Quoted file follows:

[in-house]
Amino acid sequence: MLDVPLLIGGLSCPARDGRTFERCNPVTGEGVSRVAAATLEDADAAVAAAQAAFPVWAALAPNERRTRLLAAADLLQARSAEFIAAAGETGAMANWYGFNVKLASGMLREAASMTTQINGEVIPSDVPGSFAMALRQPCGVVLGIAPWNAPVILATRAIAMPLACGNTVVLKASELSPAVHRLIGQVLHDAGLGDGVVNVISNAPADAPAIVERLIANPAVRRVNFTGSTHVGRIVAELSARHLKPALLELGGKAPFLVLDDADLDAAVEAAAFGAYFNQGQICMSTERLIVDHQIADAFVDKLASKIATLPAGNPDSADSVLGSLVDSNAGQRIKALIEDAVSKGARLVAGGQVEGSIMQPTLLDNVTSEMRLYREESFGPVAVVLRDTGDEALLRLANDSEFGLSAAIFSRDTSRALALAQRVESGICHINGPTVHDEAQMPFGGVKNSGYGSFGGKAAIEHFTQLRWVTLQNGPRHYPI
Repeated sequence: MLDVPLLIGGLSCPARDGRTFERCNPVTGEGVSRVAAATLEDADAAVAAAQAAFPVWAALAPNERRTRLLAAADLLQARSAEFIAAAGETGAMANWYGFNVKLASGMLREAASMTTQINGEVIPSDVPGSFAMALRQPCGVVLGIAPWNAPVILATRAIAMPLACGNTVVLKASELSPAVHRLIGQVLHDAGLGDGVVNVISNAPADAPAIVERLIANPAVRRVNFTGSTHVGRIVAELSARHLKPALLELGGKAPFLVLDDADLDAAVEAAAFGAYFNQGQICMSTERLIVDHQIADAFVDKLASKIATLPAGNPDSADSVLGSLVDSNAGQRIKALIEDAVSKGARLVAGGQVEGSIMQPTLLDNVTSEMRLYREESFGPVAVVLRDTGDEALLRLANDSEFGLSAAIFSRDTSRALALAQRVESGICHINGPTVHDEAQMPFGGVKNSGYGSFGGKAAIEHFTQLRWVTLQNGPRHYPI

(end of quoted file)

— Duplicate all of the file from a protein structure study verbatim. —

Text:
[in-house]
Amino acid sequence: MLDVPLLIGGLSCPARDGRTFERCNPVTGEGVSRVAAATLEDADAAVAAAQAAFPVWAALAPNERRTRLLAAADLLQARSAEFIAAAGETGAMANWYGFNVKLASGMLREAASMTTQINGEVIPSDVPGSFAMALRQPCGVVLGIAPWNAPVILATRAIAMPLACGNTVVLKASELSPAVHRLIGQVLHDAGLGDGVVNVISNAPADAPAIVERLIANPAVRRVNFTGSTHVGRIVAELSARHLKPALLELGGKAPFLVLDDADLDAAVEAAAFGAYFNQGQICMSTERLIVDHQIADAFVDKLASKIATLPAGNPDSADSVLGSLVDSNAGQRIKALIEDAVSKGARLVAGGQVEGSIMQPTLLDNVTSEMRLYREESFGPVAVVLRDTGDEALLRLANDSEFGLSAAIFSRDTSRALALAQRVESGICHINGPTVHDEAQMPFGGVKNSGYGSFGGKAAIEHFTQLRWVTLQNGPRHYPI
Repeated sequence: MLDVPLLIGGLSCPARDGRTFERCNPVTGEGVSRVAAATLEDADAAVAAAQAAFPVWAALAPNERRTRLLAAADLLQARSAEFIAAAGETGAMANWYGFNVKLASGMLREAASMTTQINGEVIPSDVPGSFAMALRQPCGVVLGIAPWNAPVILATRAIAMPLACGNTVVLKASELSPAVHRLIGQVLHDAGLGDGVVNVISNAPADAPAIVERLIANPAVRRVNFTGSTHVGRIVAELSARHLKPALLELGGKAPFLVLDDADLDAAVEAAAFGAYFNQGQICMSTERLIVDHQIADAFVDKLASKIATLPAGNPDSADSVLGSLVDSNAGQRIKALIEDAVSKGARLVAGGQVEGSIMQPTLLDNVTSEMRLYREESFGPVAVVLRDTGDEALLRLANDSEFGLSAAIFSRDTSRALALAQRVESGICHINGPTVHDEAQMPFGGVKNSGYGSFGGKAAIEHFTQLRWVTLQNGPRHYPI